SOCAAR Seminar – Adrienne Ettinger

December 7, 2015 @ 12:00 pm – 1:30 pm
Room 106
Health Sciences Bldg
155 College St, Toronto, ON M5T 1P8

Environmental, Nutritional, & Genetic Influences on Maternal-Fetal Transfer of Chemicals during Pregnancy: Implications for Transgenerational Susceptibility to Chronic Disease

Adrienne S. Ettinger, ScD, MPH, MS

A special seminar co-sponsored by the Dalla Lana School of Public Health, Fraser Mustard Institute for Human Development, Nutritional Sciences of the University of Toronto and the Southern Ontario Centre of Atmospheric Aerosol Research (SOCAAR).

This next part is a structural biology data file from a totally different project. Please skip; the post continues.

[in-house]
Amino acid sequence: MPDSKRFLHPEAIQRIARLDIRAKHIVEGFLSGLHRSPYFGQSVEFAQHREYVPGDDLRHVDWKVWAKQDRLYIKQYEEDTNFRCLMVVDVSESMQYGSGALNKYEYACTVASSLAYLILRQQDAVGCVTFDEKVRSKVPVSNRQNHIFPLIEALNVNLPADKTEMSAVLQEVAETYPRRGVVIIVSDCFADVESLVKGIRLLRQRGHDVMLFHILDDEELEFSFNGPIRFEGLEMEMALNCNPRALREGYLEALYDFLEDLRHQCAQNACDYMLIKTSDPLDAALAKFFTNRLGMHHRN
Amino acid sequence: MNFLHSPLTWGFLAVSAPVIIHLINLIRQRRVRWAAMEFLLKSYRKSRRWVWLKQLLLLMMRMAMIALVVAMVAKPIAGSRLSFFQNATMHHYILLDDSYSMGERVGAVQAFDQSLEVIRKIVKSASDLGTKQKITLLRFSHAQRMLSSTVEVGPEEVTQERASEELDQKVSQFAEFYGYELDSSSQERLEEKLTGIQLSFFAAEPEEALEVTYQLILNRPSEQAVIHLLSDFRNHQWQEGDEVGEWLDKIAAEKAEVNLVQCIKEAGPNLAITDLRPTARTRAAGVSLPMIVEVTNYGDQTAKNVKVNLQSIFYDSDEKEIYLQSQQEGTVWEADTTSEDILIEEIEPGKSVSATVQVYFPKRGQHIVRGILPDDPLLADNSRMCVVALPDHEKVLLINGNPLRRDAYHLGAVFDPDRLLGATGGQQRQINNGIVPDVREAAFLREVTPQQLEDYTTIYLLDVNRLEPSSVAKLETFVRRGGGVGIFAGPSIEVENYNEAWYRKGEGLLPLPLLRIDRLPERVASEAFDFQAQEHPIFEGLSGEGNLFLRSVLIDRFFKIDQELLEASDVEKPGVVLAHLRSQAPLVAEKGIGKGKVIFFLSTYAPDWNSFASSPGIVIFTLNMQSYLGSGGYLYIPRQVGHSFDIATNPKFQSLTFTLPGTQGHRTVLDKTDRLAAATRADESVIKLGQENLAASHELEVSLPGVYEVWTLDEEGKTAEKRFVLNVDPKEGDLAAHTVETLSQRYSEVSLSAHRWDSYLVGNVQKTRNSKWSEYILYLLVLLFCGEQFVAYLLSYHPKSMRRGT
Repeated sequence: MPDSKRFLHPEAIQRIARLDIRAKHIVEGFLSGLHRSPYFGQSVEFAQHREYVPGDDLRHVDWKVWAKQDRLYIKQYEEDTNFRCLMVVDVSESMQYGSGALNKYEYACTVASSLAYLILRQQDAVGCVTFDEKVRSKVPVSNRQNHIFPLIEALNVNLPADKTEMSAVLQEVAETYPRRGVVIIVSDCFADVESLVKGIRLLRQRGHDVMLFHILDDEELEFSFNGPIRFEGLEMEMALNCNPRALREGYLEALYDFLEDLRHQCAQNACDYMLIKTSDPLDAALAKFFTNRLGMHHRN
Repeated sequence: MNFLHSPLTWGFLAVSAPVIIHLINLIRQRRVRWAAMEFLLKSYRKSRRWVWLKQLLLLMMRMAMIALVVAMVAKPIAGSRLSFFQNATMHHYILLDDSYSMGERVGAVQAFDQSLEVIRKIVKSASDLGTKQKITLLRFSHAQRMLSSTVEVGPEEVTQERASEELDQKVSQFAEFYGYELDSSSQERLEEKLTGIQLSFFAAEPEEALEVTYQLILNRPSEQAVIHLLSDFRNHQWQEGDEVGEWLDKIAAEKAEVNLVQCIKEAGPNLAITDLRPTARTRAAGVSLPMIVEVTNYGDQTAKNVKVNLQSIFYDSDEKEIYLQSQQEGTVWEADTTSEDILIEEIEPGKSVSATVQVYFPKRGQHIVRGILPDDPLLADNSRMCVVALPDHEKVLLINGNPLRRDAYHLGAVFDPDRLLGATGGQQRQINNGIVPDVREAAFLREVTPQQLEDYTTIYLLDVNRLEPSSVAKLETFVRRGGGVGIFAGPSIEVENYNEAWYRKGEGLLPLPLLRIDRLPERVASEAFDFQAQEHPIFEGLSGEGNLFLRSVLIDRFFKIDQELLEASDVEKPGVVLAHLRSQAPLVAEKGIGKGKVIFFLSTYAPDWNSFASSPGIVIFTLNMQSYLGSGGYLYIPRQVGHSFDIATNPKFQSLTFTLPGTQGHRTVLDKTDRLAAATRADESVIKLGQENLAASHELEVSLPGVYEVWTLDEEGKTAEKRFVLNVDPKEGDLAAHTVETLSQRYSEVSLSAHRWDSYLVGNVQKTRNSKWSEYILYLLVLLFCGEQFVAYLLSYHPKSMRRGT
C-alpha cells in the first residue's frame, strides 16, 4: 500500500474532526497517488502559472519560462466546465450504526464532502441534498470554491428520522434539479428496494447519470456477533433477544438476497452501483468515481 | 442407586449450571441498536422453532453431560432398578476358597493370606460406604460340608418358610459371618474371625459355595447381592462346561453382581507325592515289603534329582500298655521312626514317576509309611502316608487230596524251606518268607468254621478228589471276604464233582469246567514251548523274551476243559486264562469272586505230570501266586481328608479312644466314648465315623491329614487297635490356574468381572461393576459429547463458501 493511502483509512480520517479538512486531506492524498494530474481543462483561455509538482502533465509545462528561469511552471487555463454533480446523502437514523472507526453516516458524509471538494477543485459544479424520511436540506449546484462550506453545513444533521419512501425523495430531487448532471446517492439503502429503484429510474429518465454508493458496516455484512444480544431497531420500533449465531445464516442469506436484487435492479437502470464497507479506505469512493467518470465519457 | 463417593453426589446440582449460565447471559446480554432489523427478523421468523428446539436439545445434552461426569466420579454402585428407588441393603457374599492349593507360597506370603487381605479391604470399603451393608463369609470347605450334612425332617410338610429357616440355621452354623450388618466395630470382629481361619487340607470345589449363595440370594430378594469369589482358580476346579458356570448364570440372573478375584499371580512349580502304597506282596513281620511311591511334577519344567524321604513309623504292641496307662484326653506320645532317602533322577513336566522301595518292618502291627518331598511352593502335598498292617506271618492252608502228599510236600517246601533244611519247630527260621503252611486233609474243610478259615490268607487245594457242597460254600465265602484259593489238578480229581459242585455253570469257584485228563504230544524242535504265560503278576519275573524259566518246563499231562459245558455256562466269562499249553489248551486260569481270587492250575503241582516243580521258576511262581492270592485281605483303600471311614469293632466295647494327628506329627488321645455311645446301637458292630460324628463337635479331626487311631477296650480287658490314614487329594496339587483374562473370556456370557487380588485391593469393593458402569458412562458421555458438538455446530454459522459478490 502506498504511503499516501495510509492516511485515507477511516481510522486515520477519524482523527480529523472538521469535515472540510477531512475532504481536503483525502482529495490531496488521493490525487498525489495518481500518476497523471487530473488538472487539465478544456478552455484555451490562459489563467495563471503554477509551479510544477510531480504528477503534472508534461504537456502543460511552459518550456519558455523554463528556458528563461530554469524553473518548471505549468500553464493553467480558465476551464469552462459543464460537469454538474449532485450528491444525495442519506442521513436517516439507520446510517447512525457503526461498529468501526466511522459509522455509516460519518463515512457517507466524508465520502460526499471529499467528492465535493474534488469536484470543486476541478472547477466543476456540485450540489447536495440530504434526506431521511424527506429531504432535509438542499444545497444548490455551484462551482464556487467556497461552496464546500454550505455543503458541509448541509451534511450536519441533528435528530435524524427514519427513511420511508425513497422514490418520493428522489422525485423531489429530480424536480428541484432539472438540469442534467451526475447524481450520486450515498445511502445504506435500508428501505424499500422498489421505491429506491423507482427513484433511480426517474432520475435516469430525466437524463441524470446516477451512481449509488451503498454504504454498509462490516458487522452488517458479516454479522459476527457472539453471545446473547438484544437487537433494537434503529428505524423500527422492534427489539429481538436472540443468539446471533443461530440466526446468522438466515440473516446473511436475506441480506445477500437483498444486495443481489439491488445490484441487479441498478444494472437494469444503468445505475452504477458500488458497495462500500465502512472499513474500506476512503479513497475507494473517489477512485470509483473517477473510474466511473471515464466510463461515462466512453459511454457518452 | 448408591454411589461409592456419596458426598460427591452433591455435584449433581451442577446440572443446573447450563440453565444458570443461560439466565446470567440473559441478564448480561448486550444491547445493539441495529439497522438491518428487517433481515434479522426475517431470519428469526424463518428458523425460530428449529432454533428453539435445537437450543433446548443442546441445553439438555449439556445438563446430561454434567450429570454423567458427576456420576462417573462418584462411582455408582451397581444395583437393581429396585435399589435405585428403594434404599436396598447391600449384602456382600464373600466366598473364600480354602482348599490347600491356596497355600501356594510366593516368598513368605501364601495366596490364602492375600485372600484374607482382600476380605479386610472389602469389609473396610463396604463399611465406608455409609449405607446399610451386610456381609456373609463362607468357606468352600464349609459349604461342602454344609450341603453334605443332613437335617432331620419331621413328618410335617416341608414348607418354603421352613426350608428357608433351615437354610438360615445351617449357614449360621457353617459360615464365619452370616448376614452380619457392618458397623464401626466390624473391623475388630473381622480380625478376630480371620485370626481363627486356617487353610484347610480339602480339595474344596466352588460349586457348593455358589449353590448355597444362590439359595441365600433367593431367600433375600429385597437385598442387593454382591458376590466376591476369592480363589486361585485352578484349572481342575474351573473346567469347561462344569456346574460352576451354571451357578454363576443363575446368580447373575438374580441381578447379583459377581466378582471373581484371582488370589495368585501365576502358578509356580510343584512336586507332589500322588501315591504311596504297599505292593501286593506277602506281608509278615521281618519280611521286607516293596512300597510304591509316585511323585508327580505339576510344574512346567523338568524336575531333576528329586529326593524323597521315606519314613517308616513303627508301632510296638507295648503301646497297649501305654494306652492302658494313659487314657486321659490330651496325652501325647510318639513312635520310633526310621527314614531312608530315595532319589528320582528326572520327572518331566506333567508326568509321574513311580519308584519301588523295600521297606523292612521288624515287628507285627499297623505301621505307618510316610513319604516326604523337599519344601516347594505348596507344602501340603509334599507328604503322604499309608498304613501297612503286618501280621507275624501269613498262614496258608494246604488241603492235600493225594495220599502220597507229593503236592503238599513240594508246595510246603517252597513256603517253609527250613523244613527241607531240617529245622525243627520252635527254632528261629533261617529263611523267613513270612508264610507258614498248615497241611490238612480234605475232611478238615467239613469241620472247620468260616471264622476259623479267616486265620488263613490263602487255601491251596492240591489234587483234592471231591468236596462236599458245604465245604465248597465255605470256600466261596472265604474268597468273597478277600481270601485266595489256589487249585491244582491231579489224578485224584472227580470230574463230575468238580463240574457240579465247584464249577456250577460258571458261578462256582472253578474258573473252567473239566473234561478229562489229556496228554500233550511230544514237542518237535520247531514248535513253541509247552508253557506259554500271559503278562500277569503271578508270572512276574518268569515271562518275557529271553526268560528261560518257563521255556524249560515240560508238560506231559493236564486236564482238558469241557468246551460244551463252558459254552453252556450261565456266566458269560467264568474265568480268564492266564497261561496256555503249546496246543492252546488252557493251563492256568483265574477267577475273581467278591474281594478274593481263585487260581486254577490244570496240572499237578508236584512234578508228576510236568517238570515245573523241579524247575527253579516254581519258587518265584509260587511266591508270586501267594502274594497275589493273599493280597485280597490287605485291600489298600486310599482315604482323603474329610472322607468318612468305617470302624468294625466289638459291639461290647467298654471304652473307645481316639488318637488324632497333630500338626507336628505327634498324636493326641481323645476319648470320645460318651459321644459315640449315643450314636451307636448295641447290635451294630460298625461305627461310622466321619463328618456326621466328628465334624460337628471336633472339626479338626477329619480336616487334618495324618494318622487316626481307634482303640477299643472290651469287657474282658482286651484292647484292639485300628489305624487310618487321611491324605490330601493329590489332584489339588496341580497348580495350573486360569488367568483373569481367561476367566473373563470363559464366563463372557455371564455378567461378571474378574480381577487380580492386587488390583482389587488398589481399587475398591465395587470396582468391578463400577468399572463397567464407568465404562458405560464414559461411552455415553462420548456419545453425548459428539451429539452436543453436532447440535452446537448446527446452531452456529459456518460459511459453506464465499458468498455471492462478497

Dr. Adrienne Ettinger is a formally-trained epidemiologist with interdisciplinary training in biostatistics, environmental health sciences, and human nutrition. Most recently, she has been affiliated as Assistant Professor of Chronic Disease Epidemiology and Global Health with the Center for Perinatal, Pediatric and Environmental Epidemiology at Yale School of Public Health. Dr. Ettinger conducts research aimed at preventing chronic disease and improving health disparities due to the intergenerational effects of environmental exposures and nutritional deficiencies in vulnerable populations of pregnant women and children. She completed an NIH career development award in molecular epidemiology to investigate using evolutionary theories of ‘gestational conflict’ to understand maternal-fetal interaction at the molecular level. The objective of her work is to understand how factors, such as dietary nutrients, common genetic variants, and epigenetic events, may modify maternal-fetal susceptibility to environmental exposures and, ultimately, impact toxicant-induced pregnancy and child developmental outcomes. This research aims to better understand how chronic disease risks vary within and between populations with respect to the environment, underlying susceptibilities, and developmental lifestage over a wide range of geographic distribution, sociodemographic conditions, and exposure levels. Dr. Ettinger has led multidisciplinary teams working in both rural and urban settings with diverse populations in the U.S. and internationally on prospective cohort studies and randomized controlled trials in pregnancy, postpartum, and early childhood.  This presentation will describe her work on environmental, nutritional, and genetic influences on maternal-fetal transfer of chemicals during pregnancy using lead exposure and calcium metabolism as a model toxicant-nutrient pathway and discuss the implications for studying transgenerational susceptibility to chronic disease.